- What are electromagnetic fields?
- Static and low-frequency fields
- What are static and low-frequency fields?
- Direct and alternating voltage
- Effects of static and low-frequency fields
- Reports & Evaluations
- Radiation protection relating to the expansion of the national grid
- Basics transfer of electrical power
- High-frequency fields
- What are high-frequency fields?
- Applications high-frequency fields
- Radiation protection in mobile communication
- What is mobile communication?
- Reports and evaluations
- What is optical radiation?
- UV radiation
- What is UV radiation?
- Sun but safe!
- Effects of UV radiation
- Protection against UV radiation
- UV index
- Infrared radiation
- What is ionising radiation?
- Radioactivity in the environment
- Where does radioactivity occur in the environment?
- What is the level of natural radiation exposure in Germany?
- Air, soil and water
- Building materials
- Industrial residues (NORM)
- BfS laboratories
- Applications in medicine
- Applications in daily life and in technology
- Radioactive radiation sources in Germany
- Register high-level radioactive radiation sources
- Type approval procedure pursuant to RöV and StrlSchV
- Cabin luggage security checks
- Radioactive materials in watches
- Ionisation smoke detectors (ISM)
- What are the effects of radiation?
- Acute radiation damage
- Effects of selected radioactive materials
- Consequences of a radiation accident
- Cancer and leukaemia
- Genetic radiation effects
- Individual radiosensitivity
- Epidemiology of radiation-induced diseases
- Ionising radiation: positive effects?
- Risk estimation and assessment
- Radiation protection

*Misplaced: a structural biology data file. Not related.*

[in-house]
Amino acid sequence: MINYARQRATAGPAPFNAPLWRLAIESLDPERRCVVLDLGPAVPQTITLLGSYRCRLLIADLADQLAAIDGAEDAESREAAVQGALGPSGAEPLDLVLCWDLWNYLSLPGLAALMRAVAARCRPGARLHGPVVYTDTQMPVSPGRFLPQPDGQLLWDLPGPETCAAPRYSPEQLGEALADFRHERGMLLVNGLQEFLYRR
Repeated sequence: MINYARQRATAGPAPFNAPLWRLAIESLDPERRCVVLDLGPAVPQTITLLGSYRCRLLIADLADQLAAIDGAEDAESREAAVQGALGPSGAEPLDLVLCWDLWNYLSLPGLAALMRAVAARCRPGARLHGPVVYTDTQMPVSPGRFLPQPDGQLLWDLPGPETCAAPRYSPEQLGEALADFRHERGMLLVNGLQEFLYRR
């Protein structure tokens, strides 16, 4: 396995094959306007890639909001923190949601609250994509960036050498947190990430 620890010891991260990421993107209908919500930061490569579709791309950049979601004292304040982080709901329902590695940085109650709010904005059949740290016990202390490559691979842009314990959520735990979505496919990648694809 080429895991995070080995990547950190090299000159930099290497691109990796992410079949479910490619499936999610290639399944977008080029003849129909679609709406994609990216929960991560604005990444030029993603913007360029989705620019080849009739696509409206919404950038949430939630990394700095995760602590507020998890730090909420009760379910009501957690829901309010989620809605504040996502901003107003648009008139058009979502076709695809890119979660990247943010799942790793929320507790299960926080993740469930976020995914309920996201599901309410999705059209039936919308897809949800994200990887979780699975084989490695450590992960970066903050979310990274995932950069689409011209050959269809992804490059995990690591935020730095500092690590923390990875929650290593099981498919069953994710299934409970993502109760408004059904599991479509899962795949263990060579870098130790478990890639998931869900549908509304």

- Basic informations
- Occupational radiation protection
- Nuclear accident management
- What happens in an emergency?
- Federal and state tasks
- In the event of an emergency
- Measuring networks
- Exercises for emergency situations
- Nuclear accidents
- Defence against nuclear hazards
- Service offers
- Radon measurements
- Incorporation monitoring
- Biological dosimetry
- About us
- Science and research
- Research concept
- Scientific collaborations
- EU research framework programme
- BfS research programme
- Third-party funded research
- Departmental research
- Selected research projects
- Selected research results
- Professional opinions
- Laws and regulations
- BfS Topics in the Bundestag
The German Mammography Screening Programme
With about 70,000 newly diagnosed cases per year, breast cancer is the most common type of cancer found in women in Germany. In spite of major progress in the field of breast cancer treatment, about 17,000 women die from this disease every year.
For the diagnosis of breast cancer there are - after recording the medical history of the patient (anamnesis) and after visual inspection and palpation of the breast by the physician - three imaging techniques:
- X-ray mammography (X-ray examination of the breast),
- sonography (ultrasound scan),
- magnetic resonance imaging (MRI).
X-ray mammography (short: mammography) is the method of choice particularly for older women (after menopause). Sonography and MRI are specifically used in younger women or as supplementary diagnostic methods for the clarification of an abnormal mammogram finding.
Options for breast cancer prevention, for example by a health conscious lifestyle, are very limited. For this reason, the early detection of breast cancer is of major importance. The goal is to detect early-stage non-palpable malignant tumours since there are good chances of cure at this stage. Mammography (see image) is currently considered the most effective method for the early detection of breast cancer in women aged 50 to 69 years.
Goal of a Mammography Screening Programme (MSP)
Regular quality-assured mammograms are aimed at reducing breast cancer mortality rate in the long term. Exposure due to the associated X-radiation should be as low as possible.
Preparatory work for a MSP in Germany